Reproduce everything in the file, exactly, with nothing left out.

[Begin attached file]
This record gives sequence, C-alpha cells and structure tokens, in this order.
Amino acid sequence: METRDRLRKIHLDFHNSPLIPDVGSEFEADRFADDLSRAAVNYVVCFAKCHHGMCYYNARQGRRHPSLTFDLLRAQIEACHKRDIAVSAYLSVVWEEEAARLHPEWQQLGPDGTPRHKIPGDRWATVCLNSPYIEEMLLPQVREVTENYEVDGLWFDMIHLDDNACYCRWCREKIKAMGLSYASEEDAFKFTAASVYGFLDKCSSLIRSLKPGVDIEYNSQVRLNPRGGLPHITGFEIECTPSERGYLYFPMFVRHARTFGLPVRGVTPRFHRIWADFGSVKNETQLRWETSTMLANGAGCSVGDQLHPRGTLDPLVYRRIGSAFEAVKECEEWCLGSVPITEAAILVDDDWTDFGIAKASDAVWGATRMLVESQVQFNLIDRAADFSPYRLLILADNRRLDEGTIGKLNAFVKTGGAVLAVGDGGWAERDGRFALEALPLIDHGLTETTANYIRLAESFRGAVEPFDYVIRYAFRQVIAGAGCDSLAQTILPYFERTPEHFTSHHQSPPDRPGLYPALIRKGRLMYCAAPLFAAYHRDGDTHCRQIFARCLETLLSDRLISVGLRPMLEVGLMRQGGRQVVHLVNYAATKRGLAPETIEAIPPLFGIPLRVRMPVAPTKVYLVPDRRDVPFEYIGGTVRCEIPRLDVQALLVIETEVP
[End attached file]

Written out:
This record gives sequence, C-alpha cells and structure tokens, in this order.
Amino acid sequence: METRDRLRKIHLDFHNSPLIPDVGSEFEADRFADDLSRAAVNYVVCFAKCHHGMCYYNARQGRRHPSLTFDLLRAQIEACHKRDIAVSAYLSVVWEEEAARLHPEWQQLGPDGTPRHKIPGDRWATVCLNSPYIEEMLLPQVREVTENYEVDGLWFDMIHLDDNACYCRWCREKIKAMGLSYASEEDAFKFTAASVYGFLDKCSSLIRSLKPGVDIEYNSQVRLNPRGGLPHITGFEIECTPSERGYLYFPMFVRHARTFGLPVRGVTPRFHRIWADFGSVKNETQLRWETSTMLANGAGCSVGDQLHPRGTLDPLVYRRIGSAFEAVKECEEWCLGSVPITEAAILVDDDWTDFGIAKASDAVWGATRMLVESQVQFNLIDRAADFSPYRLLILADNRRLDEGTIGKLNAFVKTGGAVLAVGDGGWAERDGRFALEALPLIDHGLTETTANYIRLAESFRGAVEPFDYVIRYAFRQVIAGAGCDSLAQTILPYFERTPEHFTSHHQSPPDRPGLYPALIRKGRLMYCAAPLFAAYHRDGDTHCRQIFARCLETLLSDRLISVGLRPMLEVGLMRQGGRQVVHLVNYAATKRGLAPETIEAIPPLFGIPLRVRMPVAPTKVYLVPDRRDVPFEYIGGTVRCEIPRLDVQALLVIETEVP